Craig Martin Getz



We're parked in the hills overlooking the town.

There should be a hurricane around here
for so many rainbows.

Everyone ought to compress kittens
before attaching them.

As well as breathing exercises
to be at one with the world.

Neither son nor brother nor friend
just a link in a chain of jokes.

The Mother of All Bombs
is not that naked obese woman
straddling a ballistic missile
my father e-mailed over the Atlantic.

Roll her in flour and go for the wet spot.

The Happy Hours
a wall of TVs
working stomach muscles
and deserving it.

Let's forget all of this.

We're still parked in the hills overlooking the town.

Most people these days are able
to flip right past it with the new models;
a movie, the shower scene,
a threat to national security,
armed teenagers you'd better duck for,
a hot one you'd gladly bend over for,
the herd you have to stop the car for,
a busload of dreams and car-less Mexicans,
the mantras that hypnotize them,
the accident that nearly ruins them,
billions of tax dollars spent on something
or just the commercials getting in the way,
but the snow will always be there.
Not the white kind, not the cold kind,
just that loud nothing
between channels.

There's been this guy dismembering people
so our friend keeps the couch next to her door.

I just wanted to show you where Barbara Streisand lives.

She's "overweight"—our friend that is—
quit her switchboard job but
kept the keys to the gates
and knows all the rangers by numbers,
all like totally cute.

The beer having drained into the oceans,
the dirty ions of the night now crash
down in tinkling waves of amber,
our backs to the observatory.



A line,
faint gray and numberless,
leads from this hospital room.
A side-effect of fluorescent lights,
these long cold city nights
and animal documentaries.
Anesthesia has come between us.
You in a blue paper gown and me
the top of a snow-laden pine tree.

Once the dogs have chewed
off the opponent's ear,
it snows.
                   Snow white egrets
in pockets of sulfur springs;
tiny cannonball eyes caught ditching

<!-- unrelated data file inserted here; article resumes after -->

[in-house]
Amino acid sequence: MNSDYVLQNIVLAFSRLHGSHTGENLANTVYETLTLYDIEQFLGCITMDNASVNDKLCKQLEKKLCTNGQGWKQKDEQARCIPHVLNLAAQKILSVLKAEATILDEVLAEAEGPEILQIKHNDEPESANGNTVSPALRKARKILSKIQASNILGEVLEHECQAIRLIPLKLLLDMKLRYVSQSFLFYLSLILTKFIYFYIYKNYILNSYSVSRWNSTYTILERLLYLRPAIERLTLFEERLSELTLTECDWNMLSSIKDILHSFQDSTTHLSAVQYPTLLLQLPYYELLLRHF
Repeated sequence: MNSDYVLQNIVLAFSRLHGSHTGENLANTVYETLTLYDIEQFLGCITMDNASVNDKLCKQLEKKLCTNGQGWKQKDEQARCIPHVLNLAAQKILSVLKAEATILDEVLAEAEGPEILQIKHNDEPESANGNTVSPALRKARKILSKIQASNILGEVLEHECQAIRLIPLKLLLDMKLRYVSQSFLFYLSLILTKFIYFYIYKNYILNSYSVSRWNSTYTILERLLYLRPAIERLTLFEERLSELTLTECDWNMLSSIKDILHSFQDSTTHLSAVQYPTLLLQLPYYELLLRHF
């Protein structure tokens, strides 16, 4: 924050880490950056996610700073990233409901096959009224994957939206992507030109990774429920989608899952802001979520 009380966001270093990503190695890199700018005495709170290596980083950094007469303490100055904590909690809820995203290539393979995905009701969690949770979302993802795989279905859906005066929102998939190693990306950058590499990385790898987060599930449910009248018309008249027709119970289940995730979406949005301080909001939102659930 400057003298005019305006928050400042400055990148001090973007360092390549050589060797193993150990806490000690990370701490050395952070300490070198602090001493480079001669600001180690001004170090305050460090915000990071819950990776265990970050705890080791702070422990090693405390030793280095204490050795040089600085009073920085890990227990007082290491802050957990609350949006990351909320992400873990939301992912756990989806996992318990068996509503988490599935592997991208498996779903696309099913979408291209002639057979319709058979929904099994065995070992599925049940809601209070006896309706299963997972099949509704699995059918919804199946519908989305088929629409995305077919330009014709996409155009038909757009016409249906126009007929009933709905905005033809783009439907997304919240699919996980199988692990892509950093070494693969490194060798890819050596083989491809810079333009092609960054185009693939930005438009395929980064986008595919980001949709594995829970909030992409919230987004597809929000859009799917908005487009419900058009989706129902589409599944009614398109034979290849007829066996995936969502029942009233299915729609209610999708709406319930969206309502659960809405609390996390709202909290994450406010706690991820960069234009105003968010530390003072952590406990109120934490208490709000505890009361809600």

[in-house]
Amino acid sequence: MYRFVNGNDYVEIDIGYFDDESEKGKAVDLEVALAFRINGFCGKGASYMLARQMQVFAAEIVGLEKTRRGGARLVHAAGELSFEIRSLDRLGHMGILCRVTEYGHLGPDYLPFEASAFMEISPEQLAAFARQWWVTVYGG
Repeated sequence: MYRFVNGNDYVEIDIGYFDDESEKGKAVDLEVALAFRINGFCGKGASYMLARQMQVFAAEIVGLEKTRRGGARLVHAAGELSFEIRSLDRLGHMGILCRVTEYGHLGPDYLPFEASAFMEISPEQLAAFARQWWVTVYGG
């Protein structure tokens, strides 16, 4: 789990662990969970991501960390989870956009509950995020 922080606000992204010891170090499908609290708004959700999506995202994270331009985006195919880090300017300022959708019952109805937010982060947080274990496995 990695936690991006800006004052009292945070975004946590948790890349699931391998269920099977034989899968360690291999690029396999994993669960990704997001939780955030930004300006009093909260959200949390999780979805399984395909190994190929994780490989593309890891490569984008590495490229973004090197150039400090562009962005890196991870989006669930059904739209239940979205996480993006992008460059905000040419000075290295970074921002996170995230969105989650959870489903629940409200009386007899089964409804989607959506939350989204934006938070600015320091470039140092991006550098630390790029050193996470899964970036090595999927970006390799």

a million miles of calisthenics
in another indifferent winter to
canine warfare, just barking
distance away. Unable to sway,
evergreen giants watch
all the trying keep far from dying
amidst a frozen winter's weight.

It's summer now and I'm
tickling your good knee and
Yellowstone National Park is bigger than
the Province of Zamora.

How long will you be spending here?
On Earth? a Grateful Dead van may joke. Or,
How much for just driving through?
The Chemical Brothers' foot on the choke.

Just before the continent broke off
legs were being added to buffaloes.
Bumper-to-bumper recreational vehicles
stare into the opposite not-nearly-as-pathetic extreme
of our evolution.
                                  A growing population
ever-more inclined to meditation
dares not be responsible
for beheading
the best rainbow trout in the world,
and thus more peacefully opts for
a salad bar and shrimp scampi
sitting beneath a family
of dead roaring grizzlies.

Where are we going?

This is our landscape now. It will not kill you
but it's our third time here this fall
and it's hard to keep track
of all these nurses.

We're driving into the sunset of life.
To your left, clear drops catch
fluorescent light and cascade
into an arm that has lost its tan

and someone's dog
is barking outside the window.


THE NEW MODELS and RAINBOW TROUT are from a series of poems entitled "On Holidays in America," a sort of road movie of moments I have shared with my partner on various visits over from Spain, showing him around where I come from. The process of writing this particular series of poems has helped me to get through a time that our life together has been interrupted by a frustratingly-long sick leave of his, due to a knee operation. This is dedicated to him, to José.